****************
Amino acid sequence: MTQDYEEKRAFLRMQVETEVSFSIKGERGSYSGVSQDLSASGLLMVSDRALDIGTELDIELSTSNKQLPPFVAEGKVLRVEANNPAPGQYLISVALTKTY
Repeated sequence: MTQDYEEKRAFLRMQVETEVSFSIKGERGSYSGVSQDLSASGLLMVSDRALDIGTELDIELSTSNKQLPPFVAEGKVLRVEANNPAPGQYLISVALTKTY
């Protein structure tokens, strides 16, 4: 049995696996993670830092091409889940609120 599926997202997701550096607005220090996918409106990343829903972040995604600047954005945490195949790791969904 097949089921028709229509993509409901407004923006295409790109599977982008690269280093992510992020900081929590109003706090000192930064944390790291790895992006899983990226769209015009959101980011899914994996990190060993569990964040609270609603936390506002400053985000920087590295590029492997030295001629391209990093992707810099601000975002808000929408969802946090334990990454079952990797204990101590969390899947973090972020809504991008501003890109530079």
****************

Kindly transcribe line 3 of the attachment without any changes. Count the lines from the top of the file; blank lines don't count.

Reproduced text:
């Protein structure tokens, strides 16, 4: 049995696996993670830092091409889940609120 599926997202997701550096607005220090996918409106990343829903972040995604600047954005945490195949790791969904 097949089921028709229509993509409901407004923006295409790109599977982008690269280093992510992020900081929590109003706090000192930064944390790291790895992006899983990226769209015009959101980011899914994996990190060993569990964040609270609603936390506002400053985000920087590295590029492997030295001629391209990093992707810099601000975002808000929408969802946090334990990454079952990797204990101590969390899947973090972020809504991008501003890109530079």